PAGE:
References to past art and a sense of mystery, characterize many of Patricia Altschul’s quiet yet compelling paintings of women at Archival Gallery.
In “Woman with Flowers in Her Lap,” she offers a back view of a woman with upswept hair revealing the lovely nape of her neck. At once, we wonder who she is, what she is looking at, what she is thinking in her state of quiet repose.
It is, Altschul says, an image that is essentially private, essentially still, yet evocative and descriptive of an internal life.
That stillness is at the heart of her work, which in some cases echoes the quietness of artists she admires. “Cheese” and “The Baker” simultaneously make you think of Jan Vermeer’s humble yet ethereal woman at work and the austere-yet-playful still-life paintings of Giorgio Morandi.
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Altschul’s quiet figures are frozen in a moment as they work in their black dresses, white aprons and brilliant blue caps. The color range of the workers’ attire is subdued save for their vibrant headwear, the cheese an arrangement of simple shapes, the baker’s goods lush and painterly abstractions.
The Morandi reference is more obvious in “Dinner Table,” where a woman lost in thought sits at a table set with a row of closely crowded wine and water bottles as she stirs her coffee.
In “Woman in a Kimono,” she gives us an image of a woman sitting on steps reading a red book, perhaps Lady Murasaki’s “Tale of Genji.” It reminds me of one of the American Impressionist works in the Crocker’s “JapanAmerica” show, yet has a modern directness and simplicity.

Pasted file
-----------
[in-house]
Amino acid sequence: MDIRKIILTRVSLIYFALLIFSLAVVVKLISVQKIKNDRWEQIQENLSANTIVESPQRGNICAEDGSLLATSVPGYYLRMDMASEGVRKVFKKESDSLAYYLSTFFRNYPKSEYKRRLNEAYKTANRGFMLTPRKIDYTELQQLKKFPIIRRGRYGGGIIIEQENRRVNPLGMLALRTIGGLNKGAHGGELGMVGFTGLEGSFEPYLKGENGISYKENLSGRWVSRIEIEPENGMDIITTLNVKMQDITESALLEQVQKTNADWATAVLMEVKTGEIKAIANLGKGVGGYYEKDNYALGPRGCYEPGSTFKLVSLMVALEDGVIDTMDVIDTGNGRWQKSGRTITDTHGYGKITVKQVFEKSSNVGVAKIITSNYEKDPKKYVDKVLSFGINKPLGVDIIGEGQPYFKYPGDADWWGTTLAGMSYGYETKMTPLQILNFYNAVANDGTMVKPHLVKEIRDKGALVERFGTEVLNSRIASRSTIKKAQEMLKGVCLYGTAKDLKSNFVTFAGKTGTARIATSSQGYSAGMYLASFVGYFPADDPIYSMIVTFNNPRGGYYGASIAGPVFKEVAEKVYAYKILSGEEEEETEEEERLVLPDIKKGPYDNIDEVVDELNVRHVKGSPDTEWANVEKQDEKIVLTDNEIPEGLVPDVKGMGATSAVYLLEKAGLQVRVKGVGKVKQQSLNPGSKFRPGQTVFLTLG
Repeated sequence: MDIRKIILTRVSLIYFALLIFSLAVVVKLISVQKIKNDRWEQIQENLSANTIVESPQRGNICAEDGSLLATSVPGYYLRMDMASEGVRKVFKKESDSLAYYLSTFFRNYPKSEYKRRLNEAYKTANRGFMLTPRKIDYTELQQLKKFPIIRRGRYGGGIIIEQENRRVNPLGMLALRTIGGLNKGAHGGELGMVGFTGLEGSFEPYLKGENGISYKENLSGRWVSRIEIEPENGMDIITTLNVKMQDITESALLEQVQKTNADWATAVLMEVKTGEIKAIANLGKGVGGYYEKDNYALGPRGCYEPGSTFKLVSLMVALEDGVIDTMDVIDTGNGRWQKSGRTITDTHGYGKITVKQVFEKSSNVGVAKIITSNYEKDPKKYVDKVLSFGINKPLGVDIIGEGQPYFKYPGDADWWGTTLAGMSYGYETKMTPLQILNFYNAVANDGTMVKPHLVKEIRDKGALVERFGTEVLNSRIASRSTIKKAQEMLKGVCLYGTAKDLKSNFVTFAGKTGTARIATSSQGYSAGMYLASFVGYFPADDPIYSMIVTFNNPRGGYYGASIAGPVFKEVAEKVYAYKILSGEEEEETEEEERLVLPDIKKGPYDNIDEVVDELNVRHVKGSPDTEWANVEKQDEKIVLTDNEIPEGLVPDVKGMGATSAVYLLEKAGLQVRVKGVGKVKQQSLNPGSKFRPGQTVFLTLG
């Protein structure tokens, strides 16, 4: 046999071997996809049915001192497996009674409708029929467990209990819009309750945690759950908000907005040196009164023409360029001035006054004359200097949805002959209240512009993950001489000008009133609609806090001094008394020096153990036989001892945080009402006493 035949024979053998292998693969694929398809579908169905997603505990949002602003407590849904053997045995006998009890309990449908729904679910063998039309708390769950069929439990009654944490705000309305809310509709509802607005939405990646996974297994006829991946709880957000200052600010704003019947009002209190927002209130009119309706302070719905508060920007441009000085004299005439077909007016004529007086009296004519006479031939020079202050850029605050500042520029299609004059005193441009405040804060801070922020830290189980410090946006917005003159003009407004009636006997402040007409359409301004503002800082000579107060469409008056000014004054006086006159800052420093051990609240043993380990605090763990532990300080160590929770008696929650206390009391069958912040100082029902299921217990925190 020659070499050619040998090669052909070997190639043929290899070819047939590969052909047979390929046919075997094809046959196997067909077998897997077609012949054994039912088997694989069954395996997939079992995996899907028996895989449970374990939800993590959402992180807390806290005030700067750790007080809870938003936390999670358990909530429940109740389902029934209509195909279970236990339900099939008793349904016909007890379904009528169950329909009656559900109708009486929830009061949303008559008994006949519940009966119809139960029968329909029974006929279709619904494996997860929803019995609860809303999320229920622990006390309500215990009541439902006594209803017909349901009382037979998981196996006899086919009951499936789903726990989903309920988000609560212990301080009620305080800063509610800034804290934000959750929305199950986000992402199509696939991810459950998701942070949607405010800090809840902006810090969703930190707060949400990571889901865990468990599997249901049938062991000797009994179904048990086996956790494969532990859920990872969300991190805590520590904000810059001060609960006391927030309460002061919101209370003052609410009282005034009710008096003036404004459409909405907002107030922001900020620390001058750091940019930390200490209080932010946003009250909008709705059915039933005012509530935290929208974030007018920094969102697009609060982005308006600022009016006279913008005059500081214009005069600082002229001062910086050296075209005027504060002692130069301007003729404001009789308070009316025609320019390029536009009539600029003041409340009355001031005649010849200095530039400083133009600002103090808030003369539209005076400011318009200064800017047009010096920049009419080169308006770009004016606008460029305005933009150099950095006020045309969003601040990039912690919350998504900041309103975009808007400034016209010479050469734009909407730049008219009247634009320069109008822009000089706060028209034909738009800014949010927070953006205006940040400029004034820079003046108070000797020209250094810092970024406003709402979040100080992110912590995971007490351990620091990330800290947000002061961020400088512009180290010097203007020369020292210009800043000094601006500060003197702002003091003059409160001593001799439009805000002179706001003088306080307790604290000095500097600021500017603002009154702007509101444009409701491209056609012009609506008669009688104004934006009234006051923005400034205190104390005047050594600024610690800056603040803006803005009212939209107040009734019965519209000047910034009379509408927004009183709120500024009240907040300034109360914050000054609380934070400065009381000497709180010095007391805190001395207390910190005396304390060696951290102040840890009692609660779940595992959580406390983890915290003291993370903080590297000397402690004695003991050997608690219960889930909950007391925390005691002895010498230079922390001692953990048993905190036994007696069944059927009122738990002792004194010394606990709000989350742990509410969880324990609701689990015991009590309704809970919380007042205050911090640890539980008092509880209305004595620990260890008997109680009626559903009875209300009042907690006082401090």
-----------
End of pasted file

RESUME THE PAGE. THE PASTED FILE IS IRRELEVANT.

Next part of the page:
The long, narrow format and cropped composition of “Woman with Umbrella” calls up associations with late 19th century French art influenced by Japanese prints. “Waitress, Gardner Museum,” a looser, rawer image of a distracted server at a cafe table pocketing her tip is more contemporary in feeling as is “Long Day, Red Shoes,” in which a woman massages a sore foot freed of its red high heel.
I’ve been a fan of Altschul’s work since I saw her lyrical images of small birds at Archival Gallery in 1997. Then in 2000, at the age of 42, she had an accident that left her with brain damage.
“I couldn’t see, couldn’t remember how to do things or the names of colors,” she recalls.
Starting over, she could only work on two-inch-square paintings, but she persisted. Working every day for 10 years, starting over each day, she taught herself to paint again.
“The work was there to do,” she says. “I made new connections in my brain. The work helped me recover.”
Now, at 59, she paints her evocative images of women with a tenuous, searching touch, giving us memorable images of women turned inward, thinking their private thoughts.
You won’t want to miss the show in the spacious, newly renovated Archival Gallery.